5 Takeaways From Obama’s Trip to India
Now that President Barack Obama has left India, the post-trip analysis can begin. Here are five chief impressions from Michael Kugelman.
Now that President Barack Obama has left India, the post-trip analysis can begin. Here are five chief impressions.
1. That bear hug was not just about optics.
Arguably the most memorable image of the trip was Prime Minister Narendra Modi greeting Mr. Obama with a long, deep embrace. This wasn’t done only for the cameras. These men—despite having met in September, and despite Mr. Obama’s notorious aloofness—appear to have struck up a warm bond. We can expect, at least during the two years left in Mr. Obama’s presidency, that they will try to capitalize on this personal chemistry to help better the bilateral relationship.
2. It’s all about defense.
Security will drive U.S.-India relations in the coming months. The security interests of Washington and New Delhi–from combating terror to addressing China’s rise—are deeply convergent, while security cooperation (such as joint maritime exercises) has long been operationalized. A “Joint Strategic Vision” document concerning the Asia-Pacific and Indian Ocean region, released on Sunday, makes this clear, and the 10-year renewal this weekend of the relationship’s defense framework agreement sets the stage for long-term cooperation. And Ashton Carter, the administration’s nominee for defense secretary, is arguably one of Washington’s most enthusiastic champions of a deep U.S.-India security relationship.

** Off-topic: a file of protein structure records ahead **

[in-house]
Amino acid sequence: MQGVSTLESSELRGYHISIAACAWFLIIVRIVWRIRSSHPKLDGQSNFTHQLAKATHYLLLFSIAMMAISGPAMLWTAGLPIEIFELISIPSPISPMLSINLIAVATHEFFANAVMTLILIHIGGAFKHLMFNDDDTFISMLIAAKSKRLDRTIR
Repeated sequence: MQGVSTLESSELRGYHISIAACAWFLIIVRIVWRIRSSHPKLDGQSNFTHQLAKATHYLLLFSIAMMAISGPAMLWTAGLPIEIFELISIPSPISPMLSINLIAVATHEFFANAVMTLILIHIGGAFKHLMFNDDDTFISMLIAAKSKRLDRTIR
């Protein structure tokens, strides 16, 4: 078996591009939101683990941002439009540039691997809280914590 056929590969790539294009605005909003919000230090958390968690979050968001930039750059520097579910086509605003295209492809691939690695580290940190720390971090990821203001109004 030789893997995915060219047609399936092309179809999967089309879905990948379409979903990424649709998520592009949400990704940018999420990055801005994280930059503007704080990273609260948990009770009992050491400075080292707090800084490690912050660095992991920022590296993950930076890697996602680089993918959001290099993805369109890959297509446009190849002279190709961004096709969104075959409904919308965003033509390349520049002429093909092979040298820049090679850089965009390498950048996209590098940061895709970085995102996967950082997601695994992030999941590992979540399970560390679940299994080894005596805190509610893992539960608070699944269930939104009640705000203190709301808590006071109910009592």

3. The biggest achievement may not have been achieved after all.
Mr. Obama and Mr. Modi announced a “breakthrough” in resolving a liability dispute that has prevented the implementation of a civil nuclear deal ratified in 2008. According to the White House, nuclear suppliers can now use a new insurance pool. But some companies have said they have not received details about this pool, and there are indications that they could decide its $120 million value is insufficient. Whether this much-ballyhooed accord is ever implemented will depend on the comfort level of U.S. suppliers.
4. Substantive outcomes could be forthcoming.
As I predicted in a Think Tank post last week, Mr. Obama’s visit yielded few substantive achievements. Still, the joint statement and other documents released during the trip all emphasized the progress and movement being made toward attaining long-sought objectives. The message from Mr. Obama and Mr. Modi is likely this: We’ve done all we can to bring these goals to the cusp of success. Now it’s time for our deputies to work out the remaining details.
5. The relationship still needs work.
All the bonhomie couldn’t obscure the tensions that continue to plague bilateral relations. Note that Mr. Modi commented on Sunday that India is an “independent country” and suggested that it wouldn’t be pressured into inking a climate deal. Recall the reported spat about security arrangements for Mr. Obama. Meanwhile, key tension points, including disagreements about Russia and treatment of U.S.-based Indian workers, were not resolved.
Speaking on Monday to American and Indian CEOs about economic relations, Mr. Obama effectively concluded that while progress has been made, there’s still much to be done.
The same holds for the relationship on the whole—no matter how tightly its top leaders may embrace.
The opinions expressed here are solely those of the author.
This article was originally published in The Wall Street Journal's Washington Wire.
About the Author
The Asia Program promotes policy debate and intellectual discussions on U.S. interests in the Asia-Pacific as well as political, economic, security, and social issues relating to the world’s most populous and economically dynamic region. Read more